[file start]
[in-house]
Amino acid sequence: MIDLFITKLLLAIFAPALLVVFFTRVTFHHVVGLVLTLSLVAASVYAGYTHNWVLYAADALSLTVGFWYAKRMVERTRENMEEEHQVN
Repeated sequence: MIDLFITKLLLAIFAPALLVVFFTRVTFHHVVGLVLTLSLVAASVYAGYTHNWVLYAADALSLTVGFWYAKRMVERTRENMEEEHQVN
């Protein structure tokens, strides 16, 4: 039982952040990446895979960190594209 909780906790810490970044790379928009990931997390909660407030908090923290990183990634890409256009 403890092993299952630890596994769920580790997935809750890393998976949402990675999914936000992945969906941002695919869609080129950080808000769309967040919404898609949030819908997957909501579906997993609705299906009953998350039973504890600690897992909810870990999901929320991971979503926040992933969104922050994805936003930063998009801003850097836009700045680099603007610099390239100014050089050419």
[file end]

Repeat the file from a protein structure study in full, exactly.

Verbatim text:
[in-house]
Amino acid sequence: MIDLFITKLLLAIFAPALLVVFFTRVTFHHVVGLVLTLSLVAASVYAGYTHNWVLYAADALSLTVGFWYAKRMVERTRENMEEEHQVN
Repeated sequence: MIDLFITKLLLAIFAPALLVVFFTRVTFHHVVGLVLTLSLVAASVYAGYTHNWVLYAADALSLTVGFWYAKRMVERTRENMEEEHQVN
């Protein structure tokens, strides 16, 4: 039982952040990446895979960190594209 909780906790810490970044790379928009990931997390909660407030908090923290990183990634890409256009 403890092993299952630890596994769920580790997935809750890393998976949402990675999914936000992945969906941002695919869609080129950080808000769309967040919404898609949030819908997957909501579906997993609705299906009953998350039973504890600690897992909810870990999901929320991971979503926040992933969104922050994805936003930063998009801003850097836009700045680099603007610099390239100014050089050419």